Linzy [00:01:11] Hello and welcome to today’s episode of the Money Skills For Therapists podcast. So today is a different kind of episode. This is my first solo episode. So our previous episodes, if you’ve been listening in order, they have been interviews, we have a coaching call with Marcuetta working through some mindset questions. We had interviews with Allison Puryear and Annie Wright, and those interviews are people who are further ahead. Therapists who have done work on money or are working actively on money. And they’re like several steps too many steps down the road, right? The purpose of those podcasts is to help you see where you can go and what’s possible and kind of open up questions and ideas and curiosity about what money could do for you and your life, like it has done for my graduates and my colleagues. 

 

[00:02:04] Today’s episode is much more practical. Today, we’re talking about where to start with your private practice finances if you have no idea what to do. If the prospect of starting to work on your finances in your private practice and improve your relationship with money is completely daunting and overwhelming. Today, we’re going to start with one thing, one actual practical thing that you can do and start working on immediately that is going to improve your relationship to your finances and create more clarity for you.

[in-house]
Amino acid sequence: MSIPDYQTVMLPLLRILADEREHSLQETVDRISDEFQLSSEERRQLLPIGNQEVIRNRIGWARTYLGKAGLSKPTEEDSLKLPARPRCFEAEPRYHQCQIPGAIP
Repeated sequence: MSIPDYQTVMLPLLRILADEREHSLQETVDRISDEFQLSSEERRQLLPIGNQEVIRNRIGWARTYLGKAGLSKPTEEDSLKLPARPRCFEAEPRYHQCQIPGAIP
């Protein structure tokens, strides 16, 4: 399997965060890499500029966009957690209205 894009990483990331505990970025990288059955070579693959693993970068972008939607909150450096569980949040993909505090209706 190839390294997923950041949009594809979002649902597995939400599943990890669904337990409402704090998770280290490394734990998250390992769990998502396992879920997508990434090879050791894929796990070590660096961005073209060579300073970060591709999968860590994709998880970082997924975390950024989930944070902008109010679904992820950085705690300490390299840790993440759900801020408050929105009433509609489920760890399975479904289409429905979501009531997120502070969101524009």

[00:02:40] So something that I see a lot in students who come into the course is so often we’ve started our private practices as kind of side hustles, right? Maybe you were in an agency setting and then you started seeing a few clients on the side or you started in a group practice working for somebody else, and we’re getting paid as a W-2 or as an employee in Canada. And therefore, when you started making money in your private practice, when you started having to manage that money, you just used the bank account that you already had, right? You had clients send money to your bank account, your Venmo pointed to your account and now you’re in private practice and you’re getting busier and maybe private practice is now your full time thing or it’s getting fuller all the time and the money is impossible to understand and have any clarity about. It’s all just kind of a blurry mess because your personal money and your business money are completely enmeshed. They are like one in the same. This is like a really natural problem to have because of the way that most of our private practices evolve. But if you are in this situation, or if you do have a separate bank account, but it’s still fairly fuzzy, I’m going to unpack today exactly how to move forward with creating that clarity that’s going to be a starting point for getting your money really working for you. Because if we can’t see what’s happening, if we don’t have that clarity, then we can’t fix it. If we don’t know what’s going on, there’s no way that we’re going to be able to make improvements.